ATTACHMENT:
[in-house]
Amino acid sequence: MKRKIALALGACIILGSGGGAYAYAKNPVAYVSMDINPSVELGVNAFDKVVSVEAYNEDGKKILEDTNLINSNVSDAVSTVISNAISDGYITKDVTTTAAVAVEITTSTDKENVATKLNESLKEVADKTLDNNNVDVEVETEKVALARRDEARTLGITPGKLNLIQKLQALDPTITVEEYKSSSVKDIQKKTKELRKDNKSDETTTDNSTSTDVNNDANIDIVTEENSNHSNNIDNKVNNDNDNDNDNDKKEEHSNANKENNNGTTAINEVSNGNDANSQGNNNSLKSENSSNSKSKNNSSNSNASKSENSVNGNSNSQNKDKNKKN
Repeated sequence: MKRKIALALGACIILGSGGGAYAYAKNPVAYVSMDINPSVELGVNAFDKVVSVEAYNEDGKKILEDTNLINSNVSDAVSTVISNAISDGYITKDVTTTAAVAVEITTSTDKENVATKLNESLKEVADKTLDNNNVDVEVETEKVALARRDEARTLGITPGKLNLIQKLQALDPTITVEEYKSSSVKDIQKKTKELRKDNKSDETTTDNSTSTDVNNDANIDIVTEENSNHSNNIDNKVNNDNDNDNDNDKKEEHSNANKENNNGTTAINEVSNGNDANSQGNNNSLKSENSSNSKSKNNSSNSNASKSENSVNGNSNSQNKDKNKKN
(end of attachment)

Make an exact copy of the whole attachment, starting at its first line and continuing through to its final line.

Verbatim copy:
[in-house]
Amino acid sequence: MKRKIALALGACIILGSGGGAYAYAKNPVAYVSMDINPSVELGVNAFDKVVSVEAYNEDGKKILEDTNLINSNVSDAVSTVISNAISDGYITKDVTTTAAVAVEITTSTDKENVATKLNESLKEVADKTLDNNNVDVEVETEKVALARRDEARTLGITPGKLNLIQKLQALDPTITVEEYKSSSVKDIQKKTKELRKDNKSDETTTDNSTSTDVNNDANIDIVTEENSNHSNNIDNKVNNDNDNDNDNDKKEEHSNANKENNNGTTAINEVSNGNDANSQGNNNSLKSENSSNSKSKNNSSNSNASKSENSVNGNSNSQNKDKNKKN
Repeated sequence: MKRKIALALGACIILGSGGGAYAYAKNPVAYVSMDINPSVELGVNAFDKVVSVEAYNEDGKKILEDTNLINSNVSDAVSTVISNAISDGYITKDVTTTAAVAVEITTSTDKENVATKLNESLKEVADKTLDNNNVDVEVETEKVALARRDEARTLGITPGKLNLIQKLQALDPTITVEEYKSSSVKDIQKKTKELRKDNKSDETTTDNSTSTDVNNDANIDIVTEENSNHSNNIDNKVNNDNDNDNDNDKKEEHSNANKENNNGTTAINEVSNGNDANSQGNNNSLKSENSSNSKSKNNSSNSNASKSENSVNGNSNSQNKDKNKKN